by James Roscoe » Sat Nov 11, 2006 1:06 am

Jenise wrote:This is the 1930's ratatouille recipe Bob Henrick referred to in another thread.


I assume that it's Bob's original recipe! :lol:
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Re: A Fascinating ratatouille, circa 1930 (reprised from the

by Bob Henrick » Sat Nov 11, 2006 10:34 am

It isn't my original recipe James, as you see in Jenise's original message it is from a 1930's era cookbook by MFK Fisher. I do highly recommend it though. A more hearty winter meal would be hard to imagine, but be sure to get some really crusty french bread to go with it.
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Re: A Fascinating ratatouille, circa 1930 (reprised from the

by Jenise » Sat Nov 11, 2006 12:28 pm

Bob Henrick wrote:It isn't my original recipe James, as you see in Jenise's original message it is from a 1930's era cookbook by MFK Fisher. I do highly recommend it though. A more hearty winter meal would be hard to imagine, but be sure to get some really crusty french bread to go with it.


Bob, I think the implication is that of all of us, you would have been around in 1930 to write this. :)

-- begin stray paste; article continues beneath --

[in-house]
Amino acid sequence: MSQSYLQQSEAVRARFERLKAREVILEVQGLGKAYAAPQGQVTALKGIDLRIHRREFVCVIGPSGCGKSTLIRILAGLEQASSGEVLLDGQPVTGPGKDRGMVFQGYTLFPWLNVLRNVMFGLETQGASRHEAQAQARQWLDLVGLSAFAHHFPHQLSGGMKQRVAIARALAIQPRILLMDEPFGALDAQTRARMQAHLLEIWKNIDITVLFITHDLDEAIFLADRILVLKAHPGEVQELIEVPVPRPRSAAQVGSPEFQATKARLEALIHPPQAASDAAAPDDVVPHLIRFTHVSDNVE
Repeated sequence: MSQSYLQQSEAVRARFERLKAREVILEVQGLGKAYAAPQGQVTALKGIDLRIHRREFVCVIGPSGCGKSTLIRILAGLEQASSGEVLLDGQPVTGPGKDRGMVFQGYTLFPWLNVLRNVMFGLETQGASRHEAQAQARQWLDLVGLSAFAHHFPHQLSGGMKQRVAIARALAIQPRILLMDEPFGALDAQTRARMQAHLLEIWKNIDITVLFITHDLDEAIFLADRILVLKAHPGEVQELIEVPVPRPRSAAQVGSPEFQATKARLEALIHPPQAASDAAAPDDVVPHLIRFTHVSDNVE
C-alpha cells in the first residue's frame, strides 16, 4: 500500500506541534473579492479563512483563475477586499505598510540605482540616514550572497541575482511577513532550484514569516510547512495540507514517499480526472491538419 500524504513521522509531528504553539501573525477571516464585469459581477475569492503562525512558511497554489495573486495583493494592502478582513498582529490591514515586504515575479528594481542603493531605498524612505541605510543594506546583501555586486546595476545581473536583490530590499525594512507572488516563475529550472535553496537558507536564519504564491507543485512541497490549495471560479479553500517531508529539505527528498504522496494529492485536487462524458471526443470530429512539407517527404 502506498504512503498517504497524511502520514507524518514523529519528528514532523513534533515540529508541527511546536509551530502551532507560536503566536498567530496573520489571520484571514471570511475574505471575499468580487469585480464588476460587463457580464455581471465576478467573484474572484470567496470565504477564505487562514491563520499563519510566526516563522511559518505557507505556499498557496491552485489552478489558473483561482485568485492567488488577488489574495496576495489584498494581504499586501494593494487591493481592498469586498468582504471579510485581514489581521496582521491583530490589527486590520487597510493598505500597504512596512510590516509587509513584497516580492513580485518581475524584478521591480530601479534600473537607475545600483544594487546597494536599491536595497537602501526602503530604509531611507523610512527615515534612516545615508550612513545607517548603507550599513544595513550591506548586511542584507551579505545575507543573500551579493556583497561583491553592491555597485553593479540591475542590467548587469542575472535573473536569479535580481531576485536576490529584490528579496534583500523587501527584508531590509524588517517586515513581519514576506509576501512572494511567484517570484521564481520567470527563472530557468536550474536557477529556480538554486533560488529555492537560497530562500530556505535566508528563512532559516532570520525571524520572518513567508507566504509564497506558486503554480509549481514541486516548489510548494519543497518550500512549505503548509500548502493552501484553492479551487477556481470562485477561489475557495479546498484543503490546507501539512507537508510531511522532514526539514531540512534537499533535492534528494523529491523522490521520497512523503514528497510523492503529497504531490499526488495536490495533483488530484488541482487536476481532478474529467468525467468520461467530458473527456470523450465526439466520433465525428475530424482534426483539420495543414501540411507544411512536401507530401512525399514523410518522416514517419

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Re: A Fascinating ratatouille, circa 1930 (reprised from the

by Bob Henrick » Sat Nov 11, 2006 4:14 pm

Jenise wrote:Bob, I think the implication is that of all of us, you would have been around in 1930 to write this. :)


Jenise, knowing James I understood that, but chose to ignore it. He IS such a smart aleck!
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Re: A Fascinating ratatouille, circa 1930 (reprised from the

by James Roscoe » Sat Nov 11, 2006 6:11 pm

Bob Henrick wrote:Jenise, knowing James I understood that, but chose to ignore it. He IS such a smart aleck!


To paraphrase the great Yogi Berra, " I resemble that remark!" :P